The phase acceleration a calculated as the second temporal derivative of the phase path excess and intensity variations X(t) - 1 at the frequency f1 are shown in Fig. 2, (curves 1 and 2, respectively) for CHAMP RO events 0136 (January 14, 2003) and 0023 (September 21, 2003). As seen in Fig. 2, there is a good correspondence between variations of the phase acceleration and the refraction attenuation of the RO signal. The coefficient m is different in RO events 0136 and 0023. The average ratio of the refraction attenuation and the phase acceleration m is about 1.0 s2/m in the 5-40 km height interval for RO event 0136 (Fig. 2, left panel) but for event 0023 (Fig. 2, right panel) is about 1.5 times greater. As follows from orbital data, the change in parameter m during these RO events is about 10%. As follows from

10 12 14 16 18 2(1 22 14 26 28 30 32 34 36 38 4(1 S 10 If 20 25 30 35 40

height |km| height [Ion]

Fig. 2 Phase acceleration a and refraction attenuation variations X — 1 at the first GPS frequency f1 (curves 1 and 2, respectively) for two CHAMP RO events: No. 0136 on January 14, 2003 (left panel) and No. 0023 on September 21, 2003 (rightpanel)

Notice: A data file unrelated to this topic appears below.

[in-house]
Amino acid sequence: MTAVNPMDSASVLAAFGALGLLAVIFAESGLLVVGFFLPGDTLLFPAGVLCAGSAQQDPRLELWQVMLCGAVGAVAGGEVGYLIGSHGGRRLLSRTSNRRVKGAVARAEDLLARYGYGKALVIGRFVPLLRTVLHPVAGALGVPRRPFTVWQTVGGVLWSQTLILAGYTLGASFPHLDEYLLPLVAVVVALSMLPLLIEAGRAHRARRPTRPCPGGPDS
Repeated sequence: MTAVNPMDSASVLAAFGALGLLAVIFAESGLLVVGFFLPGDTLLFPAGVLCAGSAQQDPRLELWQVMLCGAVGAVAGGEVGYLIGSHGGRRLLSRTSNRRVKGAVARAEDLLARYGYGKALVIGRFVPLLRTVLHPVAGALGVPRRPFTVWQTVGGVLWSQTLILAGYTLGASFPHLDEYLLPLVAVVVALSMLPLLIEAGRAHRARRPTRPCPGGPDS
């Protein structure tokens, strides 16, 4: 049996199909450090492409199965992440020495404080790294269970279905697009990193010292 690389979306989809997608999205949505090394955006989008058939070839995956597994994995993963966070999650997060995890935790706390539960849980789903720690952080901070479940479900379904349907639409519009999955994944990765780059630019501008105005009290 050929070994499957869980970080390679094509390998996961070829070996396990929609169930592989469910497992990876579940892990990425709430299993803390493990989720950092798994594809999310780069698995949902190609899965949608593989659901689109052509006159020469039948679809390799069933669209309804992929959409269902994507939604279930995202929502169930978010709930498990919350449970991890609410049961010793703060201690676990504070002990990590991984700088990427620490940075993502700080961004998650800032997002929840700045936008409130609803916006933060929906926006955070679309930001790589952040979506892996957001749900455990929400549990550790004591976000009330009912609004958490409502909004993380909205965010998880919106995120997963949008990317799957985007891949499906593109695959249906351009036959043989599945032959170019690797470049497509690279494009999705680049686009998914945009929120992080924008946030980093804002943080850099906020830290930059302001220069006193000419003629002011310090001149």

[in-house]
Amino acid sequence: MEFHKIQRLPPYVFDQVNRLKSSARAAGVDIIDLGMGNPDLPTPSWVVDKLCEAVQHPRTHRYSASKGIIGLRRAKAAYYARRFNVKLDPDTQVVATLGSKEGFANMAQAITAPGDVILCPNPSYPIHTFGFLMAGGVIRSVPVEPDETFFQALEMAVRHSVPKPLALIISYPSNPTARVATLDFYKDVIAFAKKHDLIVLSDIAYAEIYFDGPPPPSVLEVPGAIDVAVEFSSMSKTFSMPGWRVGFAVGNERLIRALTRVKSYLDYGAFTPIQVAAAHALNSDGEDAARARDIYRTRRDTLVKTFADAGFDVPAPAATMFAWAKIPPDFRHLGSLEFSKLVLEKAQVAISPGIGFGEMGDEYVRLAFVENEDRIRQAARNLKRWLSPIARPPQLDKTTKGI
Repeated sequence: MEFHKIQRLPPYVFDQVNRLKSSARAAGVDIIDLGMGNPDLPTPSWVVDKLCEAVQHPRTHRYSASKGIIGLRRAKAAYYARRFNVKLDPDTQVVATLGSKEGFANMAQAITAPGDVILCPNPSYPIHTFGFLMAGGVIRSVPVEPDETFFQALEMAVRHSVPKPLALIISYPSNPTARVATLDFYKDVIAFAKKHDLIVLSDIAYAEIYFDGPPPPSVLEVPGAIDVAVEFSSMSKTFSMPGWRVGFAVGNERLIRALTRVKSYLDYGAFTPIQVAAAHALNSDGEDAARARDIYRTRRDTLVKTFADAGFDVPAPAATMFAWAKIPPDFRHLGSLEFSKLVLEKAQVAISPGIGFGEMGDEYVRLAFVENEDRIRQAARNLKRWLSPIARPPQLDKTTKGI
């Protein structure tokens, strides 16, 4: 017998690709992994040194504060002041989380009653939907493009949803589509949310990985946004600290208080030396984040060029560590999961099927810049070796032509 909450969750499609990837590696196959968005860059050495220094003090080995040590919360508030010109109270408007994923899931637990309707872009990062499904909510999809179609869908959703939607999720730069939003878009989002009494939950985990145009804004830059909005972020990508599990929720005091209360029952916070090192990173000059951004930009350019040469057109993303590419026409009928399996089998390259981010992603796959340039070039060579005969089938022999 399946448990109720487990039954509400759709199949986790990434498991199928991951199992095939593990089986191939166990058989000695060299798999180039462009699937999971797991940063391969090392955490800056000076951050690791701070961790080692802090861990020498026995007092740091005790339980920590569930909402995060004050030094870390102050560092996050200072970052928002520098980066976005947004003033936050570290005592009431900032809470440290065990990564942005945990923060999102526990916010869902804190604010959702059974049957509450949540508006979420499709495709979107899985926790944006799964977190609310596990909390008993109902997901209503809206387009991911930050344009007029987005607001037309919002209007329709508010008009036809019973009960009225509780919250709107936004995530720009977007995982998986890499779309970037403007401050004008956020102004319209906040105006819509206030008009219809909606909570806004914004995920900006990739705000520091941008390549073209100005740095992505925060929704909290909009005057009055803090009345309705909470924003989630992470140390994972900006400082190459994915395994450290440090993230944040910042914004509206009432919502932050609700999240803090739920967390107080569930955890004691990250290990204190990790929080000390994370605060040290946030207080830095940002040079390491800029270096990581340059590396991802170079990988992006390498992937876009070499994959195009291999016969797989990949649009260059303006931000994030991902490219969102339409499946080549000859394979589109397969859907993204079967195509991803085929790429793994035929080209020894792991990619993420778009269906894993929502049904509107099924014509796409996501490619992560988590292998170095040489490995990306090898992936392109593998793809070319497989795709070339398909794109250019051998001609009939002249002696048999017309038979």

10 12 14 16 18 2(1 22 14 26 28 30 32 34 36 38 4(1 S 10 If 20 25 30 35 40

height |km| height [Ion]

Fig. 2 Phase acceleration a and refraction attenuation variations X — 1 at the first GPS frequency f1 (curves 1 and 2, respectively) for two CHAMP RO events: No. 0136 on January 14, 2003 (left panel) and No. 0023 on September 21, 2003 (rightpanel)

analysis of data shown in Fig. 2, Eqs. (15) and (16) are valid and they may allow one to locate the layered structures in the atmosphere and ionosphere, which are responsible for the variations of the intensity and phase acceleration of radio waves in the satellite-to-satellite links.